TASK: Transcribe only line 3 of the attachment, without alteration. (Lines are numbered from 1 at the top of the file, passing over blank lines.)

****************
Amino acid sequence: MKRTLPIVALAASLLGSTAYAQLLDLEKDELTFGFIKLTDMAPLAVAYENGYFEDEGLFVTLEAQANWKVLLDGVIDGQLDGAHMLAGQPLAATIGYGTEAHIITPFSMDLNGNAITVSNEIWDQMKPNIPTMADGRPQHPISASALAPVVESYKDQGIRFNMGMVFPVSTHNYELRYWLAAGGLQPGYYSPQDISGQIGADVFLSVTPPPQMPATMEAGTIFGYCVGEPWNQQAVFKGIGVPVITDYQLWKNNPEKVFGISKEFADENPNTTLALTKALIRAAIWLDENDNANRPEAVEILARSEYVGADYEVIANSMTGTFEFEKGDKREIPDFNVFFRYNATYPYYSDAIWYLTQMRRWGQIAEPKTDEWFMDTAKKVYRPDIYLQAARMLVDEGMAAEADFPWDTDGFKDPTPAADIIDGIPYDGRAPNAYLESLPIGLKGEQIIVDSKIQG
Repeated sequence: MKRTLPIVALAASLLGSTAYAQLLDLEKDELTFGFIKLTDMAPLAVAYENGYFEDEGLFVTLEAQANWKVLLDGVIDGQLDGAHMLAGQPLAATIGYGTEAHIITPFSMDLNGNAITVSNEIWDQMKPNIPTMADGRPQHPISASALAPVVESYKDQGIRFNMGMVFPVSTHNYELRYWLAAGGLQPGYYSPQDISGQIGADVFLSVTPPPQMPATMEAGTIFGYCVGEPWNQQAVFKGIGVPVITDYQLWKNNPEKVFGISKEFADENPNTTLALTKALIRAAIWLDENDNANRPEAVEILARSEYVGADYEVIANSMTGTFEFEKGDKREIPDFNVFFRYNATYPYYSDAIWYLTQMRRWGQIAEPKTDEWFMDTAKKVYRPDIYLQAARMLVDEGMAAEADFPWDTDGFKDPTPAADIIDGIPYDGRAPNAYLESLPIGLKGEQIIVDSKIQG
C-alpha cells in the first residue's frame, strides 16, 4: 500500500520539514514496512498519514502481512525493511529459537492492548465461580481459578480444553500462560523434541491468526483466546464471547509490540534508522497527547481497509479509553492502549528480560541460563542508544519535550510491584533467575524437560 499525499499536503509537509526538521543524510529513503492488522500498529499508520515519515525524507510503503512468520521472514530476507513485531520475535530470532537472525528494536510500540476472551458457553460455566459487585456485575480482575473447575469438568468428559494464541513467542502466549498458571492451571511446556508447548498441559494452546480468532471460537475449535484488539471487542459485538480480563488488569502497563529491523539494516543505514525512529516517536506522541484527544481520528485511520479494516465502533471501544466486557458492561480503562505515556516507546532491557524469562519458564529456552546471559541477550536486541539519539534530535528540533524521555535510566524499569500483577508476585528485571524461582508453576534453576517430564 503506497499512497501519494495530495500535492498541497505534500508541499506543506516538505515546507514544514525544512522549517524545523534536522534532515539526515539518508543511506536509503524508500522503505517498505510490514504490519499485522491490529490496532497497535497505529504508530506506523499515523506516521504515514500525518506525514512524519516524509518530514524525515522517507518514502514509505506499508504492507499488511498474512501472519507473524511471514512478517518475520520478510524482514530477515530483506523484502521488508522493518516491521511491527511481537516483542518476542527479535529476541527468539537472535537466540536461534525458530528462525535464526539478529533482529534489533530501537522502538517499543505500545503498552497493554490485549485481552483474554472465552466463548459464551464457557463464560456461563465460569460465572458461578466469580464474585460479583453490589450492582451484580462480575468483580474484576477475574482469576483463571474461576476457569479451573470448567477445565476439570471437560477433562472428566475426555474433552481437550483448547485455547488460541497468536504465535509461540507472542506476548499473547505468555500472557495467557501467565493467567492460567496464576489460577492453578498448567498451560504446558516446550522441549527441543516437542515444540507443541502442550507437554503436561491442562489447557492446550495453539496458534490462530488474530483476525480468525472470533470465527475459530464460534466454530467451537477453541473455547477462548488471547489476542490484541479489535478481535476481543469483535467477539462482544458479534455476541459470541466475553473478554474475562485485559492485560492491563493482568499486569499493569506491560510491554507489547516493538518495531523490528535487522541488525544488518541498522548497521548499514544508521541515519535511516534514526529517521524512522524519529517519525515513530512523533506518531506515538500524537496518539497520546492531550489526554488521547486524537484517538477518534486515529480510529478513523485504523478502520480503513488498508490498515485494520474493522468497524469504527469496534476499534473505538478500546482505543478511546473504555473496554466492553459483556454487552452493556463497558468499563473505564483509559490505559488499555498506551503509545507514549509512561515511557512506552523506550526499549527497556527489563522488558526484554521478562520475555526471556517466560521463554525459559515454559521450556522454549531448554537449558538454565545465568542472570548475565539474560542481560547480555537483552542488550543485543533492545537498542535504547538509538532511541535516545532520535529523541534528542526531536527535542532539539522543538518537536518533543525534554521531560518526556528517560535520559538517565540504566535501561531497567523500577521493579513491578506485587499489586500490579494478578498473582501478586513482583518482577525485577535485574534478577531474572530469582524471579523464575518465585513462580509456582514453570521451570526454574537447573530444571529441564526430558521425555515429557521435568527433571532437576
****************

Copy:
C-alpha cells in the first residue's frame, strides 16, 4: 500500500520539514514496512498519514502481512525493511529459537492492548465461580481459578480444553500462560523434541491468526483466546464471547509490540534508522497527547481497509479509553492502549528480560541460563542508544519535550510491584533467575524437560 499525499499536503509537509526538521543524510529513503492488522500498529499508520515519515525524507510503503512468520521472514530476507513485531520475535530470532537472525528494536510500540476472551458457553460455566459487585456485575480482575473447575469438568468428559494464541513467542502466549498458571492451571511446556508447548498441559494452546480468532471460537475449535484488539471487542459485538480480563488488569502497563529491523539494516543505514525512529516517536506522541484527544481520528485511520479494516465502533471501544466486557458492561480503562505515556516507546532491557524469562519458564529456552546471559541477550536486541539519539534530535528540533524521555535510566524499569500483577508476585528485571524461582508453576534453576517430564 503506497499512497501519494495530495500535492498541497505534500508541499506543506516538505515546507514544514525544512522549517524545523534536522534532515539526515539518508543511506536509503524508500522503505517498505510490514504490519499485522491490529490496532497497535497505529504508530506506523499515523506516521504515514500525518506525514512524519516524509518530514524525515522517507518514502514509505506499508504492507499488511498474512501472519507473524511471514512478517518475520520478510524482514530477515530483506523484502521488508522493518516491521511491527511481537516483542518476542527479535529476541527468539537472535537466540536461534525458530528462525535464526539478529533482529534489533530501537522502538517499543505500545503498552497493554490485549485481552483474554472465552466463548459464551464457557463464560456461563465460569460465572458461578466469580464474585460479583453490589450492582451484580462480575468483580474484576477475574482469576483463571474461576476457569479451573470448567477445565476439570471437560477433562472428566475426555474433552481437550483448547485455547488460541497468536504465535509461540507472542506476548499473547505468555500472557495467557501467565493467567492460567496464576489460577492453578498448567498451560504446558516446550522441549527441543516437542515444540507443541502442550507437554503436561491442562489447557492446550495453539496458534490462530488474530483476525480468525472470533470465527475459530464460534466454530467451537477453541473455547477462548488471547489476542490484541479489535478481535476481543469483535467477539462482544458479534455476541459470541466475553473478554474475562485485559492485560492491563493482568499486569499493569506491560510491554507489547516493538518495531523490528535487522541488525544488518541498522548497521548499514544508521541515519535511516534514526529517521524512522524519529517519525515513530512523533506518531506515538500524537496518539497520546492531550489526554488521547486524537484517538477518534486515529480510529478513523485504523478502520480503513488498508490498515485494520474493522468497524469504527469496534476499534473505538478500546482505543478511546473504555473496554466492553459483556454487552452493556463497558468499563473505564483509559490505559488499555498506551503509545507514549509512561515511557512506552523506550526499549527497556527489563522488558526484554521478562520475555526471556517466560521463554525459559515454559521450556522454549531448554537449558538454565545465568542472570548475565539474560542481560547480555537483552542488550543485543533492545537498542535504547538509538532511541535516545532520535529523541534528542526531536527535542532539539522543538518537536518533543525534554521531560518526556528517560535520559538517565540504566535501561531497567523500577521493579513491578506485587499489586500490579494478578498473582501478586513482583518482577525485577535485574534478577531474572530469582524471579523464575518465585513462580509456582514453570521451570526454574537447573530444571529441564526430558521425555515429557521435568527433571532437576